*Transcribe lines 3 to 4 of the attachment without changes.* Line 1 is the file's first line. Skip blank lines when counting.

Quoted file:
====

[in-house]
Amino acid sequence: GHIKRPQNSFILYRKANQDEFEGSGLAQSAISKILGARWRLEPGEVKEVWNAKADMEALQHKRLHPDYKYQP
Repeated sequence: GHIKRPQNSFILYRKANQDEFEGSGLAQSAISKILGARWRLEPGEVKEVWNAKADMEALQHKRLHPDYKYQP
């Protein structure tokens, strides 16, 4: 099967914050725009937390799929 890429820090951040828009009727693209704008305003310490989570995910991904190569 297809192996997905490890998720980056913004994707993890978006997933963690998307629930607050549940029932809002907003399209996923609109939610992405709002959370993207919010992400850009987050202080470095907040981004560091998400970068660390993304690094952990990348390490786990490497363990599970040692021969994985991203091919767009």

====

Repeated sequence: GHIKRPQNSFILYRKANQDEFEGSGLAQSAISKILGARWRLEPGEVKEVWNAKADMEALQHKRLHPDYKYQP
């Protein structure tokens, strides 16, 4: 099967914050725009937390799929 890429820090951040828009009727693209704008305003310490989570995910991904190569 297809192996997905490890998720980056913004994707993890978006997933963690998307629930607050549940029932809002907003399209996923609109939610992405709002959370993207919010992400850009987050202080470095907040981004560091998400970068660390993304690094952990990348390490786990490497363990599970040692021969994985991203091919767009």